Another win from the LibraryThing giveaway program, which I highly recommend if you ever find yourself short of books to review ; ) .
Finding Nina is t...moreAnother win from the LibraryThing giveaway program, which I highly recommend if you ever find yourself short of books to review ; ) .
Finding Nina is the concluding volume to Stephen Hazlett's City Different trilogy ("The City Different," an in-story Jeopardy question informs me, is a nickname for Santa Fe). It's been described variously as a mystery, a thriller, and an "edgy romance". It's more a thriller than either of the others--a high-stakes, twisted story of rivalry and obsession, as small-time criminal Sammy Garza and ex-cop Ray Sanchez, meeting in prison, discover they both know Nina Kelly. Beautiful, clever, but a bit lost, Nina's drifting through a crumbling marriage, just in time to find herself caught in this bizarre love triangle. There isn't really any mystery going on here--we as readers know who's behind everything, even if the characters don't--and while there may be some sick version of a love story here, it does not follow the conventions of a romance. Shakespearean comedy concluding with a marriage this one ain't.
This isn't a bad thing. This story isn't meant to be fluffy or even particularity happy. What it is supposed to do is provide suspense and thrills--the literary equivalent of a roller coaster ride. At times it achieves this, but at times less so.
The main problem with this story, and the reason it's taken me over a month to get around to finishing and reviewing it, is that for a thriller the pacing is very, very slow. It takes almost a hundred pages for the plot to really get going--at first it's just Garza and Sanchez doing a lot of macho posturing at each other, and Nina sort of drifting through with her failing marriage. On a sentence and paragraph level, there's a lot of showing where telling might be quicker and easier. There's such a thing as too much detail. And pleonasms about. There's a line about Nina eating by "spooning yogurt from a container into her mouth."
Dialogue is weakened when padded by "maybes" and reliance on adverbs and vagaries. There is also too much framing language--once a scene is established from Ray's POV, I don't need to be told "Ray was thinking." It made paragraphs unnecessarily long, especially considering this ebook is meant to read onscreen.
Here's an example paragraph to illustrate what I mean: Ray was thinking that if it had been reported stolen, then Santa Fe police would have a record of it. Harris could have checked for that, but he apparently hadn’t. Maybe he was slipping. But Ray didn’t say any of that, simply saying,"And?"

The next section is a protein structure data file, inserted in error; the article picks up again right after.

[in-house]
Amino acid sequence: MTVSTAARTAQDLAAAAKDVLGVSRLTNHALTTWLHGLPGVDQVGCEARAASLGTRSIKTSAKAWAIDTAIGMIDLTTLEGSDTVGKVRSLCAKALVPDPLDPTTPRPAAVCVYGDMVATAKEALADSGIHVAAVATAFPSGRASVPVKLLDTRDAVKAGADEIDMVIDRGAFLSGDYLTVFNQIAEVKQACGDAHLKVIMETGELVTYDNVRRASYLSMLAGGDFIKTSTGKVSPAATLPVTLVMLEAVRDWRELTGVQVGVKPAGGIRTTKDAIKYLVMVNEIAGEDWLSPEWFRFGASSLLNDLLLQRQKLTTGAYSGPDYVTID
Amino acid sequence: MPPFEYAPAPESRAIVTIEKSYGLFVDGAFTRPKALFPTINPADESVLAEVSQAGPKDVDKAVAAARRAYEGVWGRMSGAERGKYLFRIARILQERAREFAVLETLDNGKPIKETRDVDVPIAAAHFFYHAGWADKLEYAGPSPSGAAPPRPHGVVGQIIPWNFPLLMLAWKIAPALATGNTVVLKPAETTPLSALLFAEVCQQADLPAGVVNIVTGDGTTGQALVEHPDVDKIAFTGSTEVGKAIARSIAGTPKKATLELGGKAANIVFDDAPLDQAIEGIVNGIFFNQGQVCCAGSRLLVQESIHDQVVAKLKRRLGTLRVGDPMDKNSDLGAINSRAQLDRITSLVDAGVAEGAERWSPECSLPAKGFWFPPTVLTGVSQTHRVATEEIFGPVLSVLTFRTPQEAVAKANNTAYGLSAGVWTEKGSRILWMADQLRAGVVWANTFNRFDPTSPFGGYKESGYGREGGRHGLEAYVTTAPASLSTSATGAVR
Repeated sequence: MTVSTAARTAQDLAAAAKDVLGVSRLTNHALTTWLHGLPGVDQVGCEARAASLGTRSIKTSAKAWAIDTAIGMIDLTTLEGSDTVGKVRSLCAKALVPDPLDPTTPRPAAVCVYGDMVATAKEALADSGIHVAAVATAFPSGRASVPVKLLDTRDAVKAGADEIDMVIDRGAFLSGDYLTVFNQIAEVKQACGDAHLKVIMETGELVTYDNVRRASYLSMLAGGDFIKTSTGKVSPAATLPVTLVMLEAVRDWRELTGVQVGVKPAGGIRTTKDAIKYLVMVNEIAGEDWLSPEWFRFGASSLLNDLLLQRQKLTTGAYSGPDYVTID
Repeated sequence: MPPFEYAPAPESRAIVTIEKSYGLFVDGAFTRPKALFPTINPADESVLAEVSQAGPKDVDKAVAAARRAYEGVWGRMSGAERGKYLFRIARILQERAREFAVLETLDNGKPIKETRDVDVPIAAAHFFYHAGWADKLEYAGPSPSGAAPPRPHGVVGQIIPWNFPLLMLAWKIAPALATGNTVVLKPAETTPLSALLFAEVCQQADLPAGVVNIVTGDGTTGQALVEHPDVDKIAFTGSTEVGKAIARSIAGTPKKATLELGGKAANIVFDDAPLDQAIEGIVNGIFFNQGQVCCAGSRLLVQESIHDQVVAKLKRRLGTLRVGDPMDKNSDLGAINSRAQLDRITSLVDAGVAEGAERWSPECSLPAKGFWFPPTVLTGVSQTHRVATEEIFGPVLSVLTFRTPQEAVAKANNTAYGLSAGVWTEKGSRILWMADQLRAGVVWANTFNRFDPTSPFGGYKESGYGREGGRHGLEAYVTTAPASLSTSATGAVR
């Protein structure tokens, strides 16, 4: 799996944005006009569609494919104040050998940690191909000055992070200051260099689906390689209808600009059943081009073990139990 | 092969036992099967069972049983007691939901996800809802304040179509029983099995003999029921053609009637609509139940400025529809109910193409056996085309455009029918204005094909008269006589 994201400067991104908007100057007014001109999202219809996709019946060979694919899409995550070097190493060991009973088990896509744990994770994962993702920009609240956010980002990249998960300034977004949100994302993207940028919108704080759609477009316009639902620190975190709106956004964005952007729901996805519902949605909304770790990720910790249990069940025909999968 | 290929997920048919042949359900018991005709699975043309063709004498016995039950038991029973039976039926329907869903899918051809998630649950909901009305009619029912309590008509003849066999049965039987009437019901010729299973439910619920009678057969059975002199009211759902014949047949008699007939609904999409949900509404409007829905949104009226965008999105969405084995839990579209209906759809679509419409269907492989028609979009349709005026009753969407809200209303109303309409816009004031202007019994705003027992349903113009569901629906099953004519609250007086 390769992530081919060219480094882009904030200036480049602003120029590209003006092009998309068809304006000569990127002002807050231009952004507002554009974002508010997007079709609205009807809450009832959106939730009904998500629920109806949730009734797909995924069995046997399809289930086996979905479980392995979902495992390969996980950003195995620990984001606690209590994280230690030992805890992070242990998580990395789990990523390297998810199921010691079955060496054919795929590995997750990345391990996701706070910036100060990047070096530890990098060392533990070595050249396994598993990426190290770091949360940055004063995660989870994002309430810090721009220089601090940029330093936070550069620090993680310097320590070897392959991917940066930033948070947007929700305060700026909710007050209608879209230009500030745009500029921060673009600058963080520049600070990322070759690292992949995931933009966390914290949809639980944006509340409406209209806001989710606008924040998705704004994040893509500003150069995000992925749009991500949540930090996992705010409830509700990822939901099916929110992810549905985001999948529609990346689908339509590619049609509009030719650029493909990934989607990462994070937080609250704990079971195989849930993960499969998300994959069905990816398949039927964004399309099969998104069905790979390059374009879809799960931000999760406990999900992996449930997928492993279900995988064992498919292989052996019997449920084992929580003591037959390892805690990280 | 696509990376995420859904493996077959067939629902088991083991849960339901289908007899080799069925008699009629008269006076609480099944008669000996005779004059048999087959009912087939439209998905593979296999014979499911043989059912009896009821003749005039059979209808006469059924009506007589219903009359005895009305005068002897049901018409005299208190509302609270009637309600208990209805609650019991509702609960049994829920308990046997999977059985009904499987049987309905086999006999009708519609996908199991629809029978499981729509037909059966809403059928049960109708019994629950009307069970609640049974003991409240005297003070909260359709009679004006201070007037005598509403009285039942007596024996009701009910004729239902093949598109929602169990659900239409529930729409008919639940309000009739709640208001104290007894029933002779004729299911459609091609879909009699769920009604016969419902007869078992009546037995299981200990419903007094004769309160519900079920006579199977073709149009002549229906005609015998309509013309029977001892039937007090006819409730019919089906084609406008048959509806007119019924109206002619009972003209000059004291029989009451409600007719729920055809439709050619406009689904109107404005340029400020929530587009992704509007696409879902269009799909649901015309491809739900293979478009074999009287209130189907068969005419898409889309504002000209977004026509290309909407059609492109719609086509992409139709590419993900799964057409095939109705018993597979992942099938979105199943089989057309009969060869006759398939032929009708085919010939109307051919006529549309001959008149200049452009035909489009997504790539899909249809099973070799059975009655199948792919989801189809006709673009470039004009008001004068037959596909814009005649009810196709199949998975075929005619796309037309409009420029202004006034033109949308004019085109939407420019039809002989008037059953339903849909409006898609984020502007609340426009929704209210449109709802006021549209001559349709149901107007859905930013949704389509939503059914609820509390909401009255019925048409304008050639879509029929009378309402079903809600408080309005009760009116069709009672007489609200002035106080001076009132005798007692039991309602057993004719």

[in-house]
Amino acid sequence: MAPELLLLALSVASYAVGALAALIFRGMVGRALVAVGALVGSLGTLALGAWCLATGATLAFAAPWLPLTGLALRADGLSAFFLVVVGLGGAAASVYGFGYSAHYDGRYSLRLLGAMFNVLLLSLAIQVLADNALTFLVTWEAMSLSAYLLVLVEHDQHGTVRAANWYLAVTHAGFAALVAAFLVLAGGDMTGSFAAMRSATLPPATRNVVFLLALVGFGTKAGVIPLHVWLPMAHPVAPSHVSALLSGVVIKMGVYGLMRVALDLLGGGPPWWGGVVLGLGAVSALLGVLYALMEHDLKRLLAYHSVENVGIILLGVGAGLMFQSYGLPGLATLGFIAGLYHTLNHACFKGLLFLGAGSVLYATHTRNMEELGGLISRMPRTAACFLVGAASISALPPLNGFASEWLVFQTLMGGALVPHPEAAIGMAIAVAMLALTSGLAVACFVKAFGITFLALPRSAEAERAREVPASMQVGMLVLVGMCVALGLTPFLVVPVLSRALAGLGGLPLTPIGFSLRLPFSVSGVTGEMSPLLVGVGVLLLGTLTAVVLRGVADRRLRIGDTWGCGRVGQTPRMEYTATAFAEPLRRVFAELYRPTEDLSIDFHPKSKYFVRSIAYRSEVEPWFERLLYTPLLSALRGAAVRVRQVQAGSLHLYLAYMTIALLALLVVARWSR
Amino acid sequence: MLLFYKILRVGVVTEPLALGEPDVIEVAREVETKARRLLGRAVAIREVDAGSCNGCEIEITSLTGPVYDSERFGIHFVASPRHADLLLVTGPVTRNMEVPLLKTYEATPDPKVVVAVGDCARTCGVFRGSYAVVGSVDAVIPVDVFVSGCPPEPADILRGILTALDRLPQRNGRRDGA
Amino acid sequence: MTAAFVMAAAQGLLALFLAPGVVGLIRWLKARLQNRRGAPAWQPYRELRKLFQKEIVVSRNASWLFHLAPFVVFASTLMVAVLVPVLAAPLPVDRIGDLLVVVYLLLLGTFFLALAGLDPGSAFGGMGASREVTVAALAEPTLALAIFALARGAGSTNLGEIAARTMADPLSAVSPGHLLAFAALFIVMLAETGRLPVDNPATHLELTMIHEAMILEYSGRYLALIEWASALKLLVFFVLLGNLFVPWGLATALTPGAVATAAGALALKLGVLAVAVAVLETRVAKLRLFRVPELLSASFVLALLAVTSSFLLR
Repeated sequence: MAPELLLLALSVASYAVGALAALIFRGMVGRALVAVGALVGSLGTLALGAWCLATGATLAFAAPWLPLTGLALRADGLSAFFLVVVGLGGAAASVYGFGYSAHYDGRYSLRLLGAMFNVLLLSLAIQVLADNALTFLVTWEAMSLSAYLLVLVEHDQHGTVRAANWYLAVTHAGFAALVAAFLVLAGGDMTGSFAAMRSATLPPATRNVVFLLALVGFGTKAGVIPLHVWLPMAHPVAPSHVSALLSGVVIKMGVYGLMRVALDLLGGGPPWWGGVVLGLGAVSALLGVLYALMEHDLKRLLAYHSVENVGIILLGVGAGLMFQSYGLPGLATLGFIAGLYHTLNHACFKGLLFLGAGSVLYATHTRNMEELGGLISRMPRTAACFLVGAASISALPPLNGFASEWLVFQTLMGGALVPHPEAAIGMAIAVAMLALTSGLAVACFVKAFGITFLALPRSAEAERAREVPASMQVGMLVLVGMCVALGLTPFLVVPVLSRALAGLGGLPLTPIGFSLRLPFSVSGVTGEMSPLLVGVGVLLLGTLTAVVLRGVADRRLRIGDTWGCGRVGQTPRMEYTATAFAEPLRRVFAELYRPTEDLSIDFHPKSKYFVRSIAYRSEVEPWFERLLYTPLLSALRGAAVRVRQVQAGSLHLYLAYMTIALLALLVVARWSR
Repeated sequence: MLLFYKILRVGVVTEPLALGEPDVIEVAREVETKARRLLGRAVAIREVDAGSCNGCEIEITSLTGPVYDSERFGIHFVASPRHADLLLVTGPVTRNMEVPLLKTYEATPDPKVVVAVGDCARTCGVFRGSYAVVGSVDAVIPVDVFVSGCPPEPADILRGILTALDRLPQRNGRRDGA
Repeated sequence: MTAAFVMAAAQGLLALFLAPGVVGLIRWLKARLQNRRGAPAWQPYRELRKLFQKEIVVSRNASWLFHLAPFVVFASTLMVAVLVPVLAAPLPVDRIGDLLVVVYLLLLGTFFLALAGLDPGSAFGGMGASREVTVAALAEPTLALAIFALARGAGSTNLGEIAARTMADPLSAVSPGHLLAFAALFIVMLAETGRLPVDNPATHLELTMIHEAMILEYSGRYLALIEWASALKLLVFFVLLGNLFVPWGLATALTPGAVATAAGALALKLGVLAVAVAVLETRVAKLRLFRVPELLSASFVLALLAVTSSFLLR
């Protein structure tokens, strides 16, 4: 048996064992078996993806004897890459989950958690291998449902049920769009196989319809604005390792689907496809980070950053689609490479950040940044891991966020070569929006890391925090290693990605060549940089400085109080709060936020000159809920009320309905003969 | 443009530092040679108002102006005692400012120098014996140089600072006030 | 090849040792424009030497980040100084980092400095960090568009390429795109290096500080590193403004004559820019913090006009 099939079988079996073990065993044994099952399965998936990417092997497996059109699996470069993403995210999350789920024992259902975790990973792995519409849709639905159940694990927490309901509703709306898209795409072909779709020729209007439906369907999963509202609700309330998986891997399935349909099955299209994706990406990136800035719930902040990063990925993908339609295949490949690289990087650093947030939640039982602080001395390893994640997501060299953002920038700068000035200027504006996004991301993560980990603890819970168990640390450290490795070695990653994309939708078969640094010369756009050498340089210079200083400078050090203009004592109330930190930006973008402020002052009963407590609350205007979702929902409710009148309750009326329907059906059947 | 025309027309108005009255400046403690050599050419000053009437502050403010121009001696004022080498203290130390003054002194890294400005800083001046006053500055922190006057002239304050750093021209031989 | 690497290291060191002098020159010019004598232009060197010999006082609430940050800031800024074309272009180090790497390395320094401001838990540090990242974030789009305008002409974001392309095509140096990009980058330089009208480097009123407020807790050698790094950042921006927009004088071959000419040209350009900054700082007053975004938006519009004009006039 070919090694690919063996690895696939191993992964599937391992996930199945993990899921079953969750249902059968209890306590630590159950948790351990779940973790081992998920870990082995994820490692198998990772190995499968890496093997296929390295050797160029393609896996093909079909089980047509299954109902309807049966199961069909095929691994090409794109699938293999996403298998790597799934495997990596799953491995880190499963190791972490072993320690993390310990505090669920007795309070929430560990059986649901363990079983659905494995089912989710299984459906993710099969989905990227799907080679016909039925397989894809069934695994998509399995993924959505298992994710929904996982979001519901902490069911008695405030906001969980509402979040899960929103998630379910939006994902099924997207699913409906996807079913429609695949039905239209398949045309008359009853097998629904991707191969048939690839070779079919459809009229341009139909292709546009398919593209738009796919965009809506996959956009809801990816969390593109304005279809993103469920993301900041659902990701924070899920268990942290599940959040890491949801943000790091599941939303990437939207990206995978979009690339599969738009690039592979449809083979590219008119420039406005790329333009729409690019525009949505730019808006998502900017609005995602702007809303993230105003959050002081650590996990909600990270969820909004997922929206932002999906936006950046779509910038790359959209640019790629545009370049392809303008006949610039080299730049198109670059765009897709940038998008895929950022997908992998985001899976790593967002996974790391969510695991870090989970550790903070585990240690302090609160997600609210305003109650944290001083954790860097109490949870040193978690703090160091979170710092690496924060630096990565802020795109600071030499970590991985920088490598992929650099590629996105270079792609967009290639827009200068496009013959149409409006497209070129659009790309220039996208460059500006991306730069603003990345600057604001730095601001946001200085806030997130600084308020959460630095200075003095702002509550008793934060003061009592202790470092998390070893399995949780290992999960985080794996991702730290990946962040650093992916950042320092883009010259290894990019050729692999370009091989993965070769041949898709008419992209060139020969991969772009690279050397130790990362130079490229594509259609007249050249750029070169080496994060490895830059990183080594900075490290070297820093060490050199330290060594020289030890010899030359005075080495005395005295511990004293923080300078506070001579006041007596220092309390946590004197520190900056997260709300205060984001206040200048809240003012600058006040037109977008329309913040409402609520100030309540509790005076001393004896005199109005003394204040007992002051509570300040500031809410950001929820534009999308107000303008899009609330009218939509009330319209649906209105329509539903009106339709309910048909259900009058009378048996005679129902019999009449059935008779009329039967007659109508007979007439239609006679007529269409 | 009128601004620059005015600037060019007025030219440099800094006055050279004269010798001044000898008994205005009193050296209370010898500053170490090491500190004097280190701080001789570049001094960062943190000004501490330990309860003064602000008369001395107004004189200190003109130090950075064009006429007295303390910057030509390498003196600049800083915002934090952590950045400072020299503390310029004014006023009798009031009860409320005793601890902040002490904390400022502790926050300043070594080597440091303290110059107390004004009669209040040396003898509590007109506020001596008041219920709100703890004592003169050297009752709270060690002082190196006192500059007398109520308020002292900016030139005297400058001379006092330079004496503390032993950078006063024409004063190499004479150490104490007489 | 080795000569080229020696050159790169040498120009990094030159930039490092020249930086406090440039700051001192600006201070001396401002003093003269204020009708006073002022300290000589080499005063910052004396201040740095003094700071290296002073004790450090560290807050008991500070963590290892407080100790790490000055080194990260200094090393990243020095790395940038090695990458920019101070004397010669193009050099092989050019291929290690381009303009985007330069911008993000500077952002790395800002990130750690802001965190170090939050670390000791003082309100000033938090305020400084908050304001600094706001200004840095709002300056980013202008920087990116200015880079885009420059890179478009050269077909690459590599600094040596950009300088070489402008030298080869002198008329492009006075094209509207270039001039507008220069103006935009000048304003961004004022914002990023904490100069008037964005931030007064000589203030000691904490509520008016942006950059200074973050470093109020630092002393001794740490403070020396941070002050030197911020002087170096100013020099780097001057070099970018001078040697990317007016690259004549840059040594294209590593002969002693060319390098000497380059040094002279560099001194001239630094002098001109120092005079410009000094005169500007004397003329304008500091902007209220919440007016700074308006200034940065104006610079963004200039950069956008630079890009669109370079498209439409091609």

This could have be trimmed to: If it had been reported stolen, the Santa Fe police would have a record. Apparently Harris hadn't checked for that, although he could have. He was slipping. But Ray let it go. "And?"
Small difference, maybe, but I think a noticeable one over the scale of an entire novel.
Even once the plot gets going, we're slowly walked through the practical minutiae of a kidnapping. At this point, actually, I was interested. The fun of reading crime novels is getting into the head of a criminal and seeing how he does it. In this particular case, our boy Sammy and our girl Nina have a time of things negotiating everything from peeing while blindfolded (perhaps too much detail here) to squabbling over who gets to eat the Hungry Man and who gets the Lean Cuisine, a scene that was so unexpectedly amusing and cute that I forgave the scene of Sammy going grocery shopping. The banality is the point of it. Seeing these small details did help me understand, to some extent, how Garza and Nina got used to each other and how Garza, at least, comes to fall for her. All the same it seemed like one-sided affection to me, while Nina and Ray's relationship seemed built mostly of backstory from the previous 2 novels.
One last note on the level of detail--when you watch a criminal plot his crimes, complete with all the second-guessing, reconsidering, and questioning his sources of information, you become more sympathetic to him but also much less intimidated. When Garza describes his crimes in the first pages, I couldn't help thinking that ringing the doorbell to check that nobody's home before burglarizing the house seems rather 101 level criminology. Watching him debate whether he needs a taser for his kidnapping or just a stun gun, basing his information on TV shows, is like watching a kid playing dress-up. I found his awkwardness almost endearing and so the way he softened around Nina made sense--he didn't seem a bad guy at heart. Then he suddenly takes a turn for the truly dark at the end that surprised me. To be clear, I'm skeptical of any guy who tries to get into a woman's heart while keeping her prisoner, but I wasn't sure the story's logic agreed with me. Garza may well have been a nice guy who made mistakes.
Anyway, that sudden dark turn led to a twist ending which, depending on your feelings for the characters and your expectations, will be either poignant or make this a Shaggy Dog story. Which it is, is up to you, although I'm curious about the reactions of readers who have stuck with these characters for three books.